In the fall of 2013, the Office will conduct an annual training on the Brown Act as well as identify other areas where training may be useful and relevant to staff.

City Clerk's goals and objectives (page 99):

Goal 1: Lead the agenda managment process and records management program promoting transparency, accountability and effective service delivery.

Goal 2: Respond to the legislative needs of the City Council, Staff, and the community in a timely and effective manner

City Manager's pages (107 – 111):

- Facilitate citizen involvement, innovation, and transparency in the City's operations

Citywide Administrative Oversight: ensures City operations demonstrate transparency and fiduciary responsibility to the public; .

Public Communication: Fosters an informed and engaged community; develops mutual understanding and support between City government and the community by proactively communicating public information, creating and supporting community partnerships and facilitating citizen involvement.

Key Accomplishment: Enhanced transparency and civic engagement via a re‐design of the City's website and deployment of an open data platform which provides a wealth of easily consumable data about City operations

Goal 4: Promote and sustain citizen participation and engagement in public matters

Objectives:
- Expand outreach efforts to broaden citizen participation in local government and community matters
- Ensure timely and responsive resolution to citizens' inquiries
- Preserve transparency and enhance communication with the public


 +   3 people like this
Posted by Larry
a resident of Duveneck/St. Francis
on Sep 4, 2014 at 6:00 pm

Everyday I walk out onto the streets of Palo Alto and am sickened by what it has become. The entire city council and city manager should be dismissed.


 +   3 people like this
Posted by Longtime citizen
a resident of Old Palo Alto
on Sep 4, 2014 at 6:33 pm

I have lived in Palo Alto since I was a child. I, too, am sickened with what Palo Alto has become.
1) Filthy streets
2) Massive, hideous development
3) Traffic jams
4) No parking
5) Corrupt city government
[Portion removed.]
7) The tearing down of lovely Birge Clark homes and other classic structures
8) Techies working in Palo Alto, showing no respect for the residents of PA, who pay the high taxes for infrastructure
9) A potentially corrupt city council that bows to the wishes of developers
10)Greedy developers building oversized buildings with inadequate parking

At some point, Palo Alto will not be a desirable town. [Portion removed.]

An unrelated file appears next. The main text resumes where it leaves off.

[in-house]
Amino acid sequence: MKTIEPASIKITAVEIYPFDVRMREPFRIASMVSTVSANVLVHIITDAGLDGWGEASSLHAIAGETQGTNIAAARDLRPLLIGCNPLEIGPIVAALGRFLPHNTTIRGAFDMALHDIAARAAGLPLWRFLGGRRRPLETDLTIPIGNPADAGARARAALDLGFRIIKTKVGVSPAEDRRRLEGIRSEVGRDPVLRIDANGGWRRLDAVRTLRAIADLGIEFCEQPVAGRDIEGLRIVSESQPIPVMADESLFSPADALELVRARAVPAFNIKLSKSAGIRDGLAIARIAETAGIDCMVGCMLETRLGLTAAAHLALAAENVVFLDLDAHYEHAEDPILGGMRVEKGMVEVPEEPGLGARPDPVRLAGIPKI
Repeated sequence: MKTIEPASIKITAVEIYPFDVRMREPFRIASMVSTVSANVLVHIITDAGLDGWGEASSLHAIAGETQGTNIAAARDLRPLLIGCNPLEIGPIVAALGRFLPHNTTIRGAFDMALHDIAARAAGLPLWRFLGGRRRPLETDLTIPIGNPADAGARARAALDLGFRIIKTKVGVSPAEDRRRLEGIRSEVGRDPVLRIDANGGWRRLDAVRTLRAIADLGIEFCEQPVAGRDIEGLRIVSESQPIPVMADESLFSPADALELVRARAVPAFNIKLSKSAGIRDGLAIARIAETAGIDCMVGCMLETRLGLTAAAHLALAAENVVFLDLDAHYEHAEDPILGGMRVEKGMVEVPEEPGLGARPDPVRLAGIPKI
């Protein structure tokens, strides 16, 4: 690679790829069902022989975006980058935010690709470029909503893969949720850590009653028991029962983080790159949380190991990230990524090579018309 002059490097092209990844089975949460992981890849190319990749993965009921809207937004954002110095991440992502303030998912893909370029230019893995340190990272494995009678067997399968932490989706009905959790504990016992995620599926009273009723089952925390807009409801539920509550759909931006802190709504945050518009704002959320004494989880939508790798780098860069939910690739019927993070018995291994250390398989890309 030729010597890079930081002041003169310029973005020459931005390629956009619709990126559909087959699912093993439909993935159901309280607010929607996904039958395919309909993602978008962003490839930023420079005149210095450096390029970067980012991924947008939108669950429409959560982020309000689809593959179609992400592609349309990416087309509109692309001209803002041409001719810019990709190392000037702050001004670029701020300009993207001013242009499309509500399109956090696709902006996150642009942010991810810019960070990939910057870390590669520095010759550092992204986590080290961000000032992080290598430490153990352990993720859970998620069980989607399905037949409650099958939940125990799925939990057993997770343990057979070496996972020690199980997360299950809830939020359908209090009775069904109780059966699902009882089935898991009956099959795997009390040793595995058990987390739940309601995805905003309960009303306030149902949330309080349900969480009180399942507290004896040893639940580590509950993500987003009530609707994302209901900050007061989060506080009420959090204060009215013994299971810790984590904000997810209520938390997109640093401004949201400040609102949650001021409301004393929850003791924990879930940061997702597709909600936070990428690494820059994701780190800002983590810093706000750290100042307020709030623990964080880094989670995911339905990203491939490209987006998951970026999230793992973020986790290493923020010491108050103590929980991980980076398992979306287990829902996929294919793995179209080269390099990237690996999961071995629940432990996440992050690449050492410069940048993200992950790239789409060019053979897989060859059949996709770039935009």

+   5 people like this
Posted by No mistakes here...
a resident of Old Palo Alto
on Sep 4, 2014 at 6:38 pm

Mistakes are UNintentional, and are forgiveable. Corruption is quite the opposite.

What we have here in Palo Alto is bald-faced corruption on the part of the city manager, some of the city council members, the planning commission, the ARB, and the developers--one in particular.

Now it is visible enough, and severe enough, to warrant an investigation. Hopefully, those involved will lose their jobs, pay big fines, maybe even do some jail time when found guilty.

If you can't do the time, don't do the crime!


 +   4 people like this
Posted by Eric F
a resident of Downtown North
on Sep 4, 2014 at 11:19 pm

>> there has to be a citizens' movement with the focus on the council election. Something like the group at Maybell that made the Prop D (?) happen.

> The Against Measure D group morphed into Palo Altans for Sensible Zoning: Web Link Three of their members are running for council: Eric Filseth, Tom DuBois, Lydia Kou.

--------------------------------

Measure D is history now, and I want to point out that Tom, Lydia and I are not specifically running as a "slate," but we share a common concern that there's a growing disconnect between City practices and resident values, particularly where development is involved; and that there's a real need for a "resident-centric," not politics-centric, profile on Council this cycle. Like most people on this board, we're displeased with the actions documented in this article, and would drive different practices.

The fact is, it's an uphill challenge. The other side is well organized, well-funded and well connected, and many people in town are simply too busy to spend a lot of time studying the nuances of City business (that's why you hire a city government, to take care of this stuff for you).

Nevertheless, this is a critical election. City Hall reports to the Council. What you can do is:

- Learn as much as you can about all 12 candidates, especially their voting record where there is one.

- Make sure everybody you know is aware as well

- Cast a thoughtful vote on November 4

Regards, Eric

(And post a lawn sign, if you can, for the people you believe best)


 +   1 person likes this
Posted by My Take
a resident of Greendell/Walnut Grove
on Sep 5, 2014 at 8:34 am

Corruption defined in the OED.
1 Dishonest or fraudulent conduct by those in power, typically involving bribery:
the journalist who wants to expose corruption in high places

1.1 The action of making someone or something morally depraved or the state of being so,

1.2 ARCHAIC Decay; putrefaction:
the potato turned black and rotten with corruption

2 The process by which something, typically a word or expression, is changed from its original use or meaning to one that is regarded as erroneous or debased.


 +   4 people like this
Posted by Need another Grand Jury
a resident of Crescent Park
on Sep 5, 2014 at 10:20 am

We need another Grand Jury investigation even though we know a lot of what is going on. We need independent confirmation for those who want to see no evil.
Investigation should include what is going on between the Manager and Palantir.